But when it all comes down to it, I just simply do not understand why the prospect of two people who love each other being able to marry each other is such a threat to some. It changes exactly nothing about any other existing or future marriage or relationship, it only makes a difference to the (potential) spouses in question and their nearest and dearest. I saw one person claim that she was going to vote no because one of the reasons people were saying you should vote yes is because LGBTQI+ people and young ones especially were at significantly greater risk of experiencing depression or attempting suicide, but getting married is not going to change that so it’s really not a good reason to vote yes. How can a person be so willfully and blatantly disingenuous? Of course getting married is not a cure for mental health issues and no one is fucking claiming that it is. What it does do is helps to remove part of the reason people end up feeling that way in the first place, i.e. that they are continually shown that they and their relationships hold less value to the community than those of straight people.
Anyway. It’s not like I’m saying anything new or even unique. Millions of us feel the same way and millions of us have two more weeks to wait to see how this shitshow turns out. And then to see what the inept twats in our government are going to do with the outcome of this not-sticky shitshow. It’s such a festive time of year.
Here’s more I wrote earlier on the topic.
Having been a while since we last travelled to the old land, there were some things we noticed and others we had forgotten about. Some good, some less so..
- People seem to be smoking everywhere. I’m not sure if there is actually a greater portion of the population smoking, or it’s just that they do not have many of the laws regarding public smoking that we do. (Ok. Googled. There are slightly more people smoking there, but only a percent or two.) We hate it when we come out of a shop or something here and get hit in the face by the stink of someone smoking just far enough from the entrance. When it’s anywhere outside in public and the shopping areas are open street malls… it sucks!!
- Also, there are shops everywhere for electronic cigarettes/vapes, and you see people using those walking along the street too. I know that people do have them here but I’ve only ever seen Neil using it and that is at home. Possibly because Queensland prohibits using them if the liquid contains nicotine, and isn’t that kind of the point of smoking? So maybe people just don’t bother. So that was kind of strange to see.
- I went into a shoe shop and I tried on like 8 pairs of shoes. I’ve never had this happen before in my life. And there were lots in my size that I didn’t try on, as well. Amazing.
- You can buy alcohol in some strange places. Like the supermarket. And the cinema. Now I think you can get a glass of something if you go fancy and do Gold Class here, but you can’t just get it at the general snack and drinks counter. Strange. (And I thought Aussies were the ones who had the reputation for allthedrinking?)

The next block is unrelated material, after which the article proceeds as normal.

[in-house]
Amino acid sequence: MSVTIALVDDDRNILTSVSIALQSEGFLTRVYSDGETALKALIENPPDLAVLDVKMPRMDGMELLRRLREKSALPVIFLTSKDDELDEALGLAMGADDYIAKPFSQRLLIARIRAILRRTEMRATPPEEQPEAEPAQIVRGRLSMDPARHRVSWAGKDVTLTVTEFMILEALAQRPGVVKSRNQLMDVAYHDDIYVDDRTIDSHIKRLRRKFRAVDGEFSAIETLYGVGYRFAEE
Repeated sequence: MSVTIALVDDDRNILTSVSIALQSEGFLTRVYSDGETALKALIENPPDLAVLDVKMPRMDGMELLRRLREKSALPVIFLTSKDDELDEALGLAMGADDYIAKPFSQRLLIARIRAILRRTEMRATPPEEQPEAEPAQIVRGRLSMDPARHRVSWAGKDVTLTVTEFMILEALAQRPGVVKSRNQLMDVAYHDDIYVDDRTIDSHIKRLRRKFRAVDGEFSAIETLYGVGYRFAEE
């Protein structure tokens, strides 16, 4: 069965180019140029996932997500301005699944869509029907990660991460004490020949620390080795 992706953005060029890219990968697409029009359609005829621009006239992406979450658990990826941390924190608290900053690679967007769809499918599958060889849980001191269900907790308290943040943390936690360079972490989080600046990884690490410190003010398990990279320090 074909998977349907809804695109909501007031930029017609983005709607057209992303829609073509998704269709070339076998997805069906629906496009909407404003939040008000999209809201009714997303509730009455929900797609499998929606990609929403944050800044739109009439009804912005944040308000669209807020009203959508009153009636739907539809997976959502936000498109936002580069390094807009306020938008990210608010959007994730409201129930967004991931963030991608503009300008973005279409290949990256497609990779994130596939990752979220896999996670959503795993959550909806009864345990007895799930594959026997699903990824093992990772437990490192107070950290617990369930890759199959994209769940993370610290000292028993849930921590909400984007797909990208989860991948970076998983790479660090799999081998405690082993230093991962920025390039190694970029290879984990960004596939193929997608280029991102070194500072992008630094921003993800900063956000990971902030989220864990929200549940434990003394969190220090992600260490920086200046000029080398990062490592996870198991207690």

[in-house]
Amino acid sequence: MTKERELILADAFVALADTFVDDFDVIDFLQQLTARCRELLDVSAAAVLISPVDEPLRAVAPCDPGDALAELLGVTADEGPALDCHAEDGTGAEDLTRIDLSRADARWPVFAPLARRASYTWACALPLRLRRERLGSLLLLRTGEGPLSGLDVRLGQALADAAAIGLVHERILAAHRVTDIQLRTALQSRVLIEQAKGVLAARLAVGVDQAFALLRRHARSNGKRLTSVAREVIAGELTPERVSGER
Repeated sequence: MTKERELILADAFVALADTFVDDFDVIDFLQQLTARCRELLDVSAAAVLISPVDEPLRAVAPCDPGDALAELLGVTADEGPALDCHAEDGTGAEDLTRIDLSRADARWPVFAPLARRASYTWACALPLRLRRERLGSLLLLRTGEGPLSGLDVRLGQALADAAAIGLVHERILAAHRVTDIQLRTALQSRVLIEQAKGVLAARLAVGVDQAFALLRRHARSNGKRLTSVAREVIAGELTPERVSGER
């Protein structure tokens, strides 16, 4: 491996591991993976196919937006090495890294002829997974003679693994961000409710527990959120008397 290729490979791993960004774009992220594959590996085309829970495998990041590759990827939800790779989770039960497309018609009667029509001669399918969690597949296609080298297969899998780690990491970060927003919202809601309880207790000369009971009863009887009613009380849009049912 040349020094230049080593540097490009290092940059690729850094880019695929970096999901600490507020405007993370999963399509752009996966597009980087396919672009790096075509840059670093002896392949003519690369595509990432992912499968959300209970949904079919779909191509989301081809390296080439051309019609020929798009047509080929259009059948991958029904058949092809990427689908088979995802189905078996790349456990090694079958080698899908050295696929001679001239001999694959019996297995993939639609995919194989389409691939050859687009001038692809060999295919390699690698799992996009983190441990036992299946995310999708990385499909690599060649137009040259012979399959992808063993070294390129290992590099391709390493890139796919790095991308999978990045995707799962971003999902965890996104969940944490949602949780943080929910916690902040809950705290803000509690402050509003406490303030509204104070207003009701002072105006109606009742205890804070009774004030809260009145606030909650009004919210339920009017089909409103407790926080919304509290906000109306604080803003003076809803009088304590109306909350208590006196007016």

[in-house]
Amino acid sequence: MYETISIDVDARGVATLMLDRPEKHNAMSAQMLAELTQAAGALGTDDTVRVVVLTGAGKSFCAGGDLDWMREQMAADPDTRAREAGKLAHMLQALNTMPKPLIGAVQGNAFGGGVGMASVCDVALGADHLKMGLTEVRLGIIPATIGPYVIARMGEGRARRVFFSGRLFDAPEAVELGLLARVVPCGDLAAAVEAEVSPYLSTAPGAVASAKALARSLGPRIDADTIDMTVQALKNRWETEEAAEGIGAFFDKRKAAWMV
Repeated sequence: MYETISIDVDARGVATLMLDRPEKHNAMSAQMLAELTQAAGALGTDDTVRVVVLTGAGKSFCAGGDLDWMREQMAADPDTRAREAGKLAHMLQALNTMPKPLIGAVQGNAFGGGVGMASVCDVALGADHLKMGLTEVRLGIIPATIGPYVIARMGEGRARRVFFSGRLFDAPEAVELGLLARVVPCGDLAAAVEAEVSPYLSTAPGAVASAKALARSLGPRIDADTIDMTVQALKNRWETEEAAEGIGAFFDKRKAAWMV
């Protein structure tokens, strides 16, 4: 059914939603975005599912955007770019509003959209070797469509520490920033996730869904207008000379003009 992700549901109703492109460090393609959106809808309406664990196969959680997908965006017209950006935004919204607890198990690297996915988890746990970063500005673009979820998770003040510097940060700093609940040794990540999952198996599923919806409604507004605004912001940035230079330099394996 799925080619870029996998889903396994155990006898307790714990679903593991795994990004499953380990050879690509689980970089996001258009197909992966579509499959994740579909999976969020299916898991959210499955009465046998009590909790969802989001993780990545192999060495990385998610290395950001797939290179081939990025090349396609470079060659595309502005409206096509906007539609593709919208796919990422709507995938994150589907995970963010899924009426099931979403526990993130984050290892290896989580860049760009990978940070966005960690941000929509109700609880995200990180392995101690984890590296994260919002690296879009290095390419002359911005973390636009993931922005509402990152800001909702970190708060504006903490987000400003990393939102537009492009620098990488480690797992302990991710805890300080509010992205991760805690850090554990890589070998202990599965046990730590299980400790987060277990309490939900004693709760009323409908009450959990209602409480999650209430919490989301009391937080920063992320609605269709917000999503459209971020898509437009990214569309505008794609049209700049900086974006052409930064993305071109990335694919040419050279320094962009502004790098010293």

- Do they have something against salt? We kept noticing when we had fries from a variety of places that they had practically no salt on them. WTF? As Neil likes to say, if you don’t have salt, your arteries won’t harden and you won’t stand up straight. (And I need that, since I have a problem with that.) Also, it tastes nice.
- I can’t understand how 90% of the population is not suffering from Seasonal Affective Disorder. It starts getting light a little before 8am and getting dark around half past three. That is only 7 hours of light, which is not even that light anyway! I found the strangeness of light patterns made it particularly difficult to have my body orient itself in time. I would wake up and it’s pitch dark outside so I think it must be like three in the morning or something. But then I will glance at my watch and see that it’s actually 7am and it’s just so disorienting. Strangely, I don’t recall noticing the light thing to this degree either of the other times that I have been there at the same time of year. Perhaps because the first time, I was 18 and had just arrived to be with Daniel after six months apart. We didn’t notice much of anything except each other. And the second time we had a 10 month old baby and I was not well.
- Bread clips. Why do you not have them, UK? It’s so freaking annoying to open and close the bag of bread with a bit of tape that gets progressively less sticky every time you do it.
- Cadbury Drinking Chocolate, we likes it. It’s quite different from the Aussie version of exactly the same name. We also likes Galaxy Hot Chocolate. We also discovered that it is quite pleasant to put some of each in a cup and have double hot chocolate. Mmm.